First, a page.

• A methodology for each validation. Product qualifications document the performance of the processing and packaging equipment. Process qualifications can be used to document performances of continuous processes or of utility systems. For example, Celeste says, if a line is to run three packages for 15 products, the full product performance qualification may not have to be conducted for 15 different products for the complete line. For a drug, product performance qualifications might be conducted on each of the 15 different tablet fills, while the qualifications for the capper might be done on just the different cap-bottle combinations. A corresponding analysis of the different aspects of packaging for a medical device might be instituted, but how so would depend on the specific product.

  • Identities and responsibilities of each member of the validation team.

  • General acceptance criteria. Matrices are a good tool to use here. Do not describe the criteria in detail—that is for the protocol.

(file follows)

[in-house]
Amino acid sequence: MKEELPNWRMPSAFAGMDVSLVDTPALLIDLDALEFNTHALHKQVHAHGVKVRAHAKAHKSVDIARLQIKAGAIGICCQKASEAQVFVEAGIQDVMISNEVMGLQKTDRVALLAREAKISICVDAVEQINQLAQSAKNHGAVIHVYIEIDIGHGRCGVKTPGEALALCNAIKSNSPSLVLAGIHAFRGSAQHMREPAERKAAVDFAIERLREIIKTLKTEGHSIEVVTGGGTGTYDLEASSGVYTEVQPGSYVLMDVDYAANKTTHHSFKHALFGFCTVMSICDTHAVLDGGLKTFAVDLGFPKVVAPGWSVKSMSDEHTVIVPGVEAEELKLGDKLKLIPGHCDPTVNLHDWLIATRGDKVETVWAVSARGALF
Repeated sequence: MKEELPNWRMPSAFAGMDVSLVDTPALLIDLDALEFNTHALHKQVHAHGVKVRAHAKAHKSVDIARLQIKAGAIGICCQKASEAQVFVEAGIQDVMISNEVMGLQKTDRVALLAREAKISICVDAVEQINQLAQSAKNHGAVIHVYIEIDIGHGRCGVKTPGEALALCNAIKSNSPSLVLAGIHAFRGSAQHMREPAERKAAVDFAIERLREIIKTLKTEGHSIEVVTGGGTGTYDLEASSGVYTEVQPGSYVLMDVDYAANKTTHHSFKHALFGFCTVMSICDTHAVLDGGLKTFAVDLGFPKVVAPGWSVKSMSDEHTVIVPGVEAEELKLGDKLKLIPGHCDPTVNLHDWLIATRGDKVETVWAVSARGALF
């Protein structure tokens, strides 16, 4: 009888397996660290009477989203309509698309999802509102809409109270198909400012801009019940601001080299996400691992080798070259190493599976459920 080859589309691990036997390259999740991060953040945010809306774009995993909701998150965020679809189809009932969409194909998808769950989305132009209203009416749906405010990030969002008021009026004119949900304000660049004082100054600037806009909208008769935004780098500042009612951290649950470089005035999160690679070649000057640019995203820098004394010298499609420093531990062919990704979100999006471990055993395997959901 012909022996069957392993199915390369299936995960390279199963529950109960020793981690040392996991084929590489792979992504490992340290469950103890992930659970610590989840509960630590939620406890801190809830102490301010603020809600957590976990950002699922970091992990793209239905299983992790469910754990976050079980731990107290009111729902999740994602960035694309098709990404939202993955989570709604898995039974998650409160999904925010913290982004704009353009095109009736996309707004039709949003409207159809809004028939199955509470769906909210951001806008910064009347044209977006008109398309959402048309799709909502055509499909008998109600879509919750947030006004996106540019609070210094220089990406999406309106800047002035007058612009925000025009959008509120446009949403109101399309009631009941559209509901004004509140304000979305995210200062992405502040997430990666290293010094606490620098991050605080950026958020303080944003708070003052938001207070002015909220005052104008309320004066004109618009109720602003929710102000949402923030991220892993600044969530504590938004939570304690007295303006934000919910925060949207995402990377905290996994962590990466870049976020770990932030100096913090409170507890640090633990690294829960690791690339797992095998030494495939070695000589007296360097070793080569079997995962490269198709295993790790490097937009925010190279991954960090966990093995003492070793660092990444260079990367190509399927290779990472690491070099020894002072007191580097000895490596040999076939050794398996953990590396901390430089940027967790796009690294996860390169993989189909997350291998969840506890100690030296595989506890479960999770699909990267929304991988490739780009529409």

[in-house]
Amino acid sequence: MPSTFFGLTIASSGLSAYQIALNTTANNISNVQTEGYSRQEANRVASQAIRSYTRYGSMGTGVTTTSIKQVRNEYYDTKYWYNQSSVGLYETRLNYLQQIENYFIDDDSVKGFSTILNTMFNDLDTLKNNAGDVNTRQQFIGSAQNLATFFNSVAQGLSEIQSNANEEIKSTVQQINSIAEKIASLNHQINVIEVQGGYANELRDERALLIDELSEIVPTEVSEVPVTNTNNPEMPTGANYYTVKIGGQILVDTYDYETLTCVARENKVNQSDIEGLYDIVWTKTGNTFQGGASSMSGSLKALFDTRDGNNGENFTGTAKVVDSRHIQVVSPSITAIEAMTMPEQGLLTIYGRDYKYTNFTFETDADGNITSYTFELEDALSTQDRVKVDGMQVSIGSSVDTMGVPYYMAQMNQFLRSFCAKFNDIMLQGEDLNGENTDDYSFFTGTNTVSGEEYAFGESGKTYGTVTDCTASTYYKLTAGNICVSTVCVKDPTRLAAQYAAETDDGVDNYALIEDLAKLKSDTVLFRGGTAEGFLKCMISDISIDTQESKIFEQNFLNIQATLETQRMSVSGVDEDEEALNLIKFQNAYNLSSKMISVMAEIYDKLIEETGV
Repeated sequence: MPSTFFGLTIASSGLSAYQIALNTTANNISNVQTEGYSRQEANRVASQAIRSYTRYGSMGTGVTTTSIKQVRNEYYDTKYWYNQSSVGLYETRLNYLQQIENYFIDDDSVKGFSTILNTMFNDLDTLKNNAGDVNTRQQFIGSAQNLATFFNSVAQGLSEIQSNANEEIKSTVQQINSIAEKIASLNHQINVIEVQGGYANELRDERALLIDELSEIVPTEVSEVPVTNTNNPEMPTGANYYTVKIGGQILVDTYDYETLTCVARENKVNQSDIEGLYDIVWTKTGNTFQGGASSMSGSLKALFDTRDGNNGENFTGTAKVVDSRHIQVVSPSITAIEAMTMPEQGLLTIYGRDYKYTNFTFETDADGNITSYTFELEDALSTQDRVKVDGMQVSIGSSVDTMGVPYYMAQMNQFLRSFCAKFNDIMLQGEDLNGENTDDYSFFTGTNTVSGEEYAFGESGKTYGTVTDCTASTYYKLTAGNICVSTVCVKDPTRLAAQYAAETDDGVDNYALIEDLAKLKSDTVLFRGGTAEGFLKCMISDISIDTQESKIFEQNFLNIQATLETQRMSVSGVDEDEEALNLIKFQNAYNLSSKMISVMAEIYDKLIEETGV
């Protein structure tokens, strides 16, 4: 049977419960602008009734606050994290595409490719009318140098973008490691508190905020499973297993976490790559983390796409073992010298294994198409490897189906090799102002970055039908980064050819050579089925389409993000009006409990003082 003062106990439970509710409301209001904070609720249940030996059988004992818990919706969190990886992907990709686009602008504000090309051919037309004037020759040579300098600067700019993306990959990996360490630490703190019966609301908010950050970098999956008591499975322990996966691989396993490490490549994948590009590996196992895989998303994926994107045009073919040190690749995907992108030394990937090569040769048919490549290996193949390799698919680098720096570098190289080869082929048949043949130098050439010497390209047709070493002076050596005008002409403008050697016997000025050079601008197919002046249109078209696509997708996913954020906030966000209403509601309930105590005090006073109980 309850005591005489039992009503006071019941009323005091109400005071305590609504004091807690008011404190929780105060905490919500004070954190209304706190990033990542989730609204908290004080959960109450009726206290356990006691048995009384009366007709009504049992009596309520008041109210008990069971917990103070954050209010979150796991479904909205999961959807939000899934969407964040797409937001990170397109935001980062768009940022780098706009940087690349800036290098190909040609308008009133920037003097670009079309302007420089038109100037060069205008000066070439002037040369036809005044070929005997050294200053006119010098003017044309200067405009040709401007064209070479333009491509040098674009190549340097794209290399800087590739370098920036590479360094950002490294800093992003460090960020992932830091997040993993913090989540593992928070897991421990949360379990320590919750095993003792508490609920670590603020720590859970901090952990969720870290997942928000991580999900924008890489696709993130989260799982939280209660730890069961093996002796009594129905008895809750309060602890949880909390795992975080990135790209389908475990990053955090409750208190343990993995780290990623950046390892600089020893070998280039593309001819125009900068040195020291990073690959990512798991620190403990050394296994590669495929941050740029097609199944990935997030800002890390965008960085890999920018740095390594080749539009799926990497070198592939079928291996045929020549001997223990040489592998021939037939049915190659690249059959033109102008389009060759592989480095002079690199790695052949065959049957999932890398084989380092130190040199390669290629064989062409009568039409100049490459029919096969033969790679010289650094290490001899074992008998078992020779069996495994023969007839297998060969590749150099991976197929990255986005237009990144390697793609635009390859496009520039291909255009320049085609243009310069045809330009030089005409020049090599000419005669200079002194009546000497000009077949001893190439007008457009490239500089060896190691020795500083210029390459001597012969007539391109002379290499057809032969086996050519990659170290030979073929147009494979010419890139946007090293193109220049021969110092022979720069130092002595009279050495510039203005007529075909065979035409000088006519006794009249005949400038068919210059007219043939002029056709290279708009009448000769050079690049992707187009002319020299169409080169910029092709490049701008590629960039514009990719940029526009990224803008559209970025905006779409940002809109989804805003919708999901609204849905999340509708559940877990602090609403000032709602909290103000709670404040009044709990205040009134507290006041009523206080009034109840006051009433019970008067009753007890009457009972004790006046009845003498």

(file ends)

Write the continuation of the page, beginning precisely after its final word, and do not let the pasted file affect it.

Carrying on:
• Any related programs that have been conducted, such as calibration and lab testing. "List the sort of programs that will in fact support the project," Celeste says. "Many [engineers] use the finished product testing from the labs."

  • A schedule tied into construction or installation schedules.

Not only should upper management have access to this document, but so should every member of the validation team and anyone who is developing the protocols, Celeste says.

The master plan may also be revised as required. Each change must be logged and explained as to why the change was made. Previous revisions of the plan should be kept on file for reference.

Sample table of contents for a master plan for a packaging line. Source: O'Neal Inc.

1. Table of Contents

2. Approval Page

3. Project Introduction

4. Scope

5. Definitions   5.1 Critical Items   5.2 Noncritical Items

6. Facility Considerations

7. Utility, Process, and Descriptions   7.1 Utility Systems   7.2 Equipment

8. Document Requirements

9. Required Protocol Matrix

10. Standard Operating Procedure Matrix

11. Support Programs

12. Responsibilities   12.1 Master Plan   12.2 Validation Protocols—Prior to Execution   12.3 Validation Protocols—Postexecution

13. Schedule

14. Acceptance Criteria



While the master plan may not be specifically noted in any FDA regulations, its use has become common practice in the industry. "It is usually one of the first things FDA asks for" during an inspection, Celeste says. "Therefore, it can serve to limit their digging into other things. If you demonstrate you have followed the master plan, that shows preparedness and control. Without one, I would expect them to start digging from there."